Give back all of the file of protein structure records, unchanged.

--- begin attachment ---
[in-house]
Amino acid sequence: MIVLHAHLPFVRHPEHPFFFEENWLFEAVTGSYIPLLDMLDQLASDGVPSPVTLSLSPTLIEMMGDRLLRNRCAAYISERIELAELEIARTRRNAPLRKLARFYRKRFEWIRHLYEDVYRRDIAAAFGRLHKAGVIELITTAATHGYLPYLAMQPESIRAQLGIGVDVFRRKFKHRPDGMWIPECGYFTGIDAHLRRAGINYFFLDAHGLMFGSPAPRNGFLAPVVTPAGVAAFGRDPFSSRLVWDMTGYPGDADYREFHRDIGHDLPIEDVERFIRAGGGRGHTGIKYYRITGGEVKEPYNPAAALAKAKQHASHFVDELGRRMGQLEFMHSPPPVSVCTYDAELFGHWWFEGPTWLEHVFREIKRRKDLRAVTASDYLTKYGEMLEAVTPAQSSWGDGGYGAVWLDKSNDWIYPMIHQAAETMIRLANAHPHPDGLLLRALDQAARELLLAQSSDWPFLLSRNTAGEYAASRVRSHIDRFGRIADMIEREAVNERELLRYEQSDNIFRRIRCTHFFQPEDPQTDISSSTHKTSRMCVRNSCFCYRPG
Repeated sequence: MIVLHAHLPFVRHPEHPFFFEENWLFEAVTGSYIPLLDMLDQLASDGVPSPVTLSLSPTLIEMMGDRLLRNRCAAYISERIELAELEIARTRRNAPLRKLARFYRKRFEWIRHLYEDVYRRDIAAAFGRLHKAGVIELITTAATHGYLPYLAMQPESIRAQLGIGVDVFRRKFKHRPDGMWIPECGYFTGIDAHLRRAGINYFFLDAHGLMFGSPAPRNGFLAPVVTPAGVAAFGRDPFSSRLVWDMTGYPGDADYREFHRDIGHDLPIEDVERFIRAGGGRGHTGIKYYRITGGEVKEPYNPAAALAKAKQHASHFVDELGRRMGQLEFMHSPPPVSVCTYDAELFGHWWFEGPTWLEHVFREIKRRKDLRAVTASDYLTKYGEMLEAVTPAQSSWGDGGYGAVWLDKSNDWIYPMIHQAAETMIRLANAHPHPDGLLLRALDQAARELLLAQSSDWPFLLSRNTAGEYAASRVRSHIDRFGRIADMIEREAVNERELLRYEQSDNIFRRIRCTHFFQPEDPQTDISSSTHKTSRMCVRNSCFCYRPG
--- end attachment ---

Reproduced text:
[in-house]
Amino acid sequence: MIVLHAHLPFVRHPEHPFFFEENWLFEAVTGSYIPLLDMLDQLASDGVPSPVTLSLSPTLIEMMGDRLLRNRCAAYISERIELAELEIARTRRNAPLRKLARFYRKRFEWIRHLYEDVYRRDIAAAFGRLHKAGVIELITTAATHGYLPYLAMQPESIRAQLGIGVDVFRRKFKHRPDGMWIPECGYFTGIDAHLRRAGINYFFLDAHGLMFGSPAPRNGFLAPVVTPAGVAAFGRDPFSSRLVWDMTGYPGDADYREFHRDIGHDLPIEDVERFIRAGGGRGHTGIKYYRITGGEVKEPYNPAAALAKAKQHASHFVDELGRRMGQLEFMHSPPPVSVCTYDAELFGHWWFEGPTWLEHVFREIKRRKDLRAVTASDYLTKYGEMLEAVTPAQSSWGDGGYGAVWLDKSNDWIYPMIHQAAETMIRLANAHPHPDGLLLRALDQAARELLLAQSSDWPFLLSRNTAGEYAASRVRSHIDRFGRIADMIEREAVNERELLRYEQSDNIFRRIRCTHFFQPEDPQTDISSSTHKTSRMCVRNSCFCYRPG
Repeated sequence: MIVLHAHLPFVRHPEHPFFFEENWLFEAVTGSYIPLLDMLDQLASDGVPSPVTLSLSPTLIEMMGDRLLRNRCAAYISERIELAELEIARTRRNAPLRKLARFYRKRFEWIRHLYEDVYRRDIAAAFGRLHKAGVIELITTAATHGYLPYLAMQPESIRAQLGIGVDVFRRKFKHRPDGMWIPECGYFTGIDAHLRRAGINYFFLDAHGLMFGSPAPRNGFLAPVVTPAGVAAFGRDPFSSRLVWDMTGYPGDADYREFHRDIGHDLPIEDVERFIRAGGGRGHTGIKYYRITGGEVKEPYNPAAALAKAKQHASHFVDELGRRMGQLEFMHSPPPVSVCTYDAELFGHWWFEGPTWLEHVFREIKRRKDLRAVTASDYLTKYGEMLEAVTPAQSSWGDGGYGAVWLDKSNDWIYPMIHQAAETMIRLANAHPHPDGLLLRALDQAARELLLAQSSDWPFLLSRNTAGEYAASRVRSHIDRFGRIADMIEREAVNERELLRYEQSDNIFRRIRCTHFFQPEDPQTDISSSTHKTSRMCVRNSCFCYRPG